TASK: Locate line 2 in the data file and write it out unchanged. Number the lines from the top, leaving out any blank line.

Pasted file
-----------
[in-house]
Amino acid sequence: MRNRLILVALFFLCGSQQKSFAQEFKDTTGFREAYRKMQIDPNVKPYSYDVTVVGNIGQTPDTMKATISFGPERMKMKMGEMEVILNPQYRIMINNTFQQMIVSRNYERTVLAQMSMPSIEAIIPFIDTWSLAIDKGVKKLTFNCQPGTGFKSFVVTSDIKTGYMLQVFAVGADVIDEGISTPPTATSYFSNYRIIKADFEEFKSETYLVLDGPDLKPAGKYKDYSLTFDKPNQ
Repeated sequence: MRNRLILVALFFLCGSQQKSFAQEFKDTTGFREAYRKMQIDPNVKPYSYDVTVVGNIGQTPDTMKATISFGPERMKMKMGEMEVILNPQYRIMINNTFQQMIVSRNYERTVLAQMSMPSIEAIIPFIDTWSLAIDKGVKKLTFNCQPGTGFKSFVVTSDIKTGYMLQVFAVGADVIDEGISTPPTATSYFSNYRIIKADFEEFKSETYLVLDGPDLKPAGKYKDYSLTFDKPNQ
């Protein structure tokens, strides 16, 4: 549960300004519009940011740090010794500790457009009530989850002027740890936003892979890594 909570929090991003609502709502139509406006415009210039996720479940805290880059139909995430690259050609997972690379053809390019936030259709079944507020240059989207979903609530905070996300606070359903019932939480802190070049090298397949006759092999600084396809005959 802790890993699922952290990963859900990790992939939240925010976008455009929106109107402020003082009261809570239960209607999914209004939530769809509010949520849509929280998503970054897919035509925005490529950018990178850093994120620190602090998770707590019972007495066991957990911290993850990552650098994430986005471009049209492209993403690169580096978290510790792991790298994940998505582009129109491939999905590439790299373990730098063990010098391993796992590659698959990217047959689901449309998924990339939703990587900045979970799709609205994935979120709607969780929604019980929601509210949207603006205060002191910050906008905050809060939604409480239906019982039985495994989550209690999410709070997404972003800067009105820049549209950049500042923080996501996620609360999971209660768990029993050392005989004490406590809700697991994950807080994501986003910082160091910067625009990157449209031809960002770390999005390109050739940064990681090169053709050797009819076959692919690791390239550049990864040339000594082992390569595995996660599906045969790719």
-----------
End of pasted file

Amino acid sequence: MRNRLILVALFFLCGSQQKSFAQEFKDTTGFREAYRKMQIDPNVKPYSYDVTVVGNIGQTPDTMKATISFGPERMKMKMGEMEVILNPQYRIMINNTFQQMIVSRNYERTVLAQMSMPSIEAIIPFIDTWSLAIDKGVKKLTFNCQPGTGFKSFVVTSDIKTGYMLQVFAVGADVIDEGISTPPTATSYFSNYRIIKADFEEFKSETYLVLDGPDLKPAGKYKDYSLTFDKPNQ